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The English Language

Some thoughts on its right use.

The English Language

Pages on this mini-site:


“I will not go down to posterity talking bad grammar.”
—Benjamin Disraeli, while correcting proofs of his last Parliamentary speech

This site evolved out of a couple of pages I had placed on another site, one discussing a particular type of literature. Those pages were placed there for want, at the time, of a better home; they, in turn, had evolved from numerous posts to the usenet news group alt.english.usage. I found that I was repeating certain messages with sufficient frequency that it would be convenient to have those thoughts in one set place to which I could point the interested, and where also I could expound them at greater length than is appropriate for a usenet post.

To my pleasant surprise, a few kind souls suggested from time to time that placing those pages in a home of their own would be A Good Thing, and I have, as you see, finally followed that advice.

This is not a site about the mechanics of writing and speaking sound English. There exist numerous thick books (not, regrettably, equally reliable) that present those mechanics, though a select few of those many will suffice for even the most fastidious. (I have elsewhere here set forth a list of the best and most important references.) This site is commentary on why sound English is important, and on just what “sound English” is.

I may, as time goes by and particular faddy abominations attract my attention, focus a page or three on such things; but for now, here is what there is:

In 1965, in addenda to his Usage and Abusage, Eric Partridge wrote:

Since the war . . . and partly because of it, there has arisen a Do-It-Yourself cult, affecting not only the practicalities of life but also its embellishments and enhancements and consolations: music and the arts, literature and drama, all show an undermining by the leveling process. Those for whom “anything goes” have yet to learn that ultimately, for them, nothing goes; lacking a worthwhile ambition, a compulsive aspiration, a genuine integrity, they are easily satisfied with mediocrity and by the mediocre. For them, Bedlam is as musical as Bach or Beethoven: a daub indicates genius; a dead-level of uninspired and almost formless monotony, and the IQ of an idiot, are superior to a controlled imagination and a high intelligence; and the kitchen sink possesses a validity and a beauty they deny to the other parts of a dwelling.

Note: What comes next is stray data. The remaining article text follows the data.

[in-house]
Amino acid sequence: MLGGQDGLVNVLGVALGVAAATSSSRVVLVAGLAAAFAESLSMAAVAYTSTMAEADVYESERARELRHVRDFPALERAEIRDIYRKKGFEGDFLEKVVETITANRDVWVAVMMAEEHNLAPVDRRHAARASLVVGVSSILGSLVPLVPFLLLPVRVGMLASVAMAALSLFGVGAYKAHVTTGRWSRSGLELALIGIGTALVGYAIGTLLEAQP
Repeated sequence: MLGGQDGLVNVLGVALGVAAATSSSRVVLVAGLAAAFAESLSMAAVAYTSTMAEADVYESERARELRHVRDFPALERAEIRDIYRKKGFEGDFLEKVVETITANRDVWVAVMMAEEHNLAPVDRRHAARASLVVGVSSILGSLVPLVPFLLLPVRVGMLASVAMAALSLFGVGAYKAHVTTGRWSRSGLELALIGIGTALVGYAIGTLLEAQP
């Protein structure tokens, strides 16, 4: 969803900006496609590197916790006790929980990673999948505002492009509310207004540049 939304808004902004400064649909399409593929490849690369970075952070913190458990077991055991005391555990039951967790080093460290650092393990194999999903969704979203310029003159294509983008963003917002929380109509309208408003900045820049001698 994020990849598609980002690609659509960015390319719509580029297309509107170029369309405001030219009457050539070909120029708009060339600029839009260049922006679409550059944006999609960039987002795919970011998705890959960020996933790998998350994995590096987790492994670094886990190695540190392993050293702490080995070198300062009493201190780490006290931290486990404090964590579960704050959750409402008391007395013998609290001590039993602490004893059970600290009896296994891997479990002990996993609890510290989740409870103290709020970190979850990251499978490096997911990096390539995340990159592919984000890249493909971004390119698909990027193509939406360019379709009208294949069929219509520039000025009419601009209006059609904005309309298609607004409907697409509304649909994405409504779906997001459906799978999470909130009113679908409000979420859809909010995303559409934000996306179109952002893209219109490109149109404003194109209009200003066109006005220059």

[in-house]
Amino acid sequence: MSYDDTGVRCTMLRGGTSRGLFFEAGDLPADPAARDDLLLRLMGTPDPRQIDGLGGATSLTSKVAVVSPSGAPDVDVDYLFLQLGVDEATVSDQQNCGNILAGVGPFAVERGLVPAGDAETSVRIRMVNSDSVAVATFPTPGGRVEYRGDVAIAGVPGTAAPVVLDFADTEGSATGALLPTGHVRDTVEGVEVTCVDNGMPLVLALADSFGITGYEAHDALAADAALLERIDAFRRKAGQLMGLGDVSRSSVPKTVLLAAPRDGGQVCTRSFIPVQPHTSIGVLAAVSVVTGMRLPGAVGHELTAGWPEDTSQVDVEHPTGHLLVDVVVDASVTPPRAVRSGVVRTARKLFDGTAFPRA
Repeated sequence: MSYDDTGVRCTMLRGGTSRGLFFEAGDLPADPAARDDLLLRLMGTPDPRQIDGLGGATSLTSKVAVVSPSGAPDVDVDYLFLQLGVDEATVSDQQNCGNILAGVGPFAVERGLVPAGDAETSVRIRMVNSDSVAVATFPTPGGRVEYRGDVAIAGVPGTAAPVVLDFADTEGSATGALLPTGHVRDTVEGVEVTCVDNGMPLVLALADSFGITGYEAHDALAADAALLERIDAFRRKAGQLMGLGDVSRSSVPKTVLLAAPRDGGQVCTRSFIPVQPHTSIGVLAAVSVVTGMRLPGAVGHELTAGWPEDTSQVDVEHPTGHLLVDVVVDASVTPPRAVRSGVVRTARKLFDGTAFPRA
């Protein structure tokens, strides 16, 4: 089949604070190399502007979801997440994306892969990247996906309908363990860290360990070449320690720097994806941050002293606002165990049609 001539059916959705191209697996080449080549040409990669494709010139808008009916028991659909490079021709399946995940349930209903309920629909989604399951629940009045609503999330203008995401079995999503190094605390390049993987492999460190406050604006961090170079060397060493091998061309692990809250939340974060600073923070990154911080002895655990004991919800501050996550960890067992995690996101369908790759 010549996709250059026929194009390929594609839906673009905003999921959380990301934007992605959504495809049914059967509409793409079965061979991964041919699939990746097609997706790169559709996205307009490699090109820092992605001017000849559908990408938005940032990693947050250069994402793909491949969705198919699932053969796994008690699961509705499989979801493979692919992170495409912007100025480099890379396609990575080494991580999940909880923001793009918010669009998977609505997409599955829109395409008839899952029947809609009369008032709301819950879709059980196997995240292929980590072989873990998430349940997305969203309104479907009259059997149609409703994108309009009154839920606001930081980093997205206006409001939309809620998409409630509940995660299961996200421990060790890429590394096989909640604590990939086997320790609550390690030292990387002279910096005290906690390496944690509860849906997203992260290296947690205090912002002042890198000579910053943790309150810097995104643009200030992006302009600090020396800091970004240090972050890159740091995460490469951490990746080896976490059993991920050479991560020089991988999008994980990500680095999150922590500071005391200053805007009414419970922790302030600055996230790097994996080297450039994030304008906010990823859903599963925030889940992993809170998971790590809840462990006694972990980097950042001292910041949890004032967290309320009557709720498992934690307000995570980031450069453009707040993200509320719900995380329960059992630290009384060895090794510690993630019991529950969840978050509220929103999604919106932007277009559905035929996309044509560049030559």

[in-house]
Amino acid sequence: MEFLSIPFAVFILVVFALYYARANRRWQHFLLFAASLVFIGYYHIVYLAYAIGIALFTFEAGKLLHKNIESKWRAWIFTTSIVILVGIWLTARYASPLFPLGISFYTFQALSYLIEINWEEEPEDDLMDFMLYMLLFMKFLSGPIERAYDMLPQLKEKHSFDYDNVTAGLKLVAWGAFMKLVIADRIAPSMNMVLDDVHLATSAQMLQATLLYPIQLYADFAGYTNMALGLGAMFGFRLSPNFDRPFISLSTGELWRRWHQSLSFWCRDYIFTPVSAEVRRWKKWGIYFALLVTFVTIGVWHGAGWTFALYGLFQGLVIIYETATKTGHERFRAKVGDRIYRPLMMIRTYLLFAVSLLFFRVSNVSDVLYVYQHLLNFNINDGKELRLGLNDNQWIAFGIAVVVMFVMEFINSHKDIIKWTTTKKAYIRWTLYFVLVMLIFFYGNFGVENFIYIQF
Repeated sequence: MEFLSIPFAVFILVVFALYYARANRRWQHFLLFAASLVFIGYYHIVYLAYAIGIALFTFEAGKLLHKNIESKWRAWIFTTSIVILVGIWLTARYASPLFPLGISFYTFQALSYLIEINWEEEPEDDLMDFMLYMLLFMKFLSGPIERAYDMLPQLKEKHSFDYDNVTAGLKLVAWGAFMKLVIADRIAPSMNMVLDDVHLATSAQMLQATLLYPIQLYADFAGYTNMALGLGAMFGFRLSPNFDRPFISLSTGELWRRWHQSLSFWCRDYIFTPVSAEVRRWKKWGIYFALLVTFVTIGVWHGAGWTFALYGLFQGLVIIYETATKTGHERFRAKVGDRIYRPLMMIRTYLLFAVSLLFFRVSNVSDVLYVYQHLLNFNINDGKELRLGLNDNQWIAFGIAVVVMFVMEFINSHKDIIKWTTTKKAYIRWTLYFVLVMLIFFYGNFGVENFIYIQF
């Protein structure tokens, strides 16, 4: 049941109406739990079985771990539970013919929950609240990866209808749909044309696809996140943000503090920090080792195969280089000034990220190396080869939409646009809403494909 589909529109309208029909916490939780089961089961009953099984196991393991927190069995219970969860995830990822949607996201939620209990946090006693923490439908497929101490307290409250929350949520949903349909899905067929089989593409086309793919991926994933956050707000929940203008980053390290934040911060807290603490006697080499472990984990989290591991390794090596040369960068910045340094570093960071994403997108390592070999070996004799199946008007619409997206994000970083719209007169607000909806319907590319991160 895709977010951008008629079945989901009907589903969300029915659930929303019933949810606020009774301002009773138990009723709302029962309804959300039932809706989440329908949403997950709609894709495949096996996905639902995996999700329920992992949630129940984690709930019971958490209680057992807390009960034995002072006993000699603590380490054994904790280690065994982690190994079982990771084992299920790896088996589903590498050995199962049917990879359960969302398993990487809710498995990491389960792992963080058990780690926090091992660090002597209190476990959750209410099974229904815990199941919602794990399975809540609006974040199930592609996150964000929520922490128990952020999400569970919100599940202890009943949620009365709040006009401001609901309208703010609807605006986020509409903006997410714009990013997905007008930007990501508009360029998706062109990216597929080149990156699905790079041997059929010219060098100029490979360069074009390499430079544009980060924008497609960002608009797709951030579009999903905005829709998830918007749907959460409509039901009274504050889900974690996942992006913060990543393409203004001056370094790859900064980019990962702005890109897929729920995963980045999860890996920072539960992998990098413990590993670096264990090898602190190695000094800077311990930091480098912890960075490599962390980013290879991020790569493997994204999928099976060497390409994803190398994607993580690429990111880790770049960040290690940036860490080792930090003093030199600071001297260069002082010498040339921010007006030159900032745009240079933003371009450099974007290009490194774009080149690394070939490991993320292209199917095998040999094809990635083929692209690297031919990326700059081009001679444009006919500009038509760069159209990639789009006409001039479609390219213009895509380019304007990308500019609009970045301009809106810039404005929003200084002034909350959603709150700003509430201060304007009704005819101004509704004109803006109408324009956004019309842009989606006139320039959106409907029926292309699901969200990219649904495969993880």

For them, the speech of an illiterate is preferable to that of an educated, cultured person. Subtlety and suppleness, distinctions and variety, eloquence and ease, clarity of phrasing and perspicuity of sentence, all these are suspect, for they imply superiority of mind and spirit. That ambiguity and tedium and a drab parochialism inevitably result from such an attitude seems to have eluded the little-minded, for they have become stultified by envy. No wonder mediocrity flourishes in literature and, indeed, at all levels of writing, for its only vehicle, language, has been slowed down by the slow-minded and the sluggish-hearted, by the dull and the indifferent. Anyone who believes in civilization must find it difficult to approve, and impossible to abet, one of the surest means of destroying it. To degrade language is finally to degrade civilization.

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This page was last modified on Thursday, 4 June 2020, at 7:35 am Pacific Time.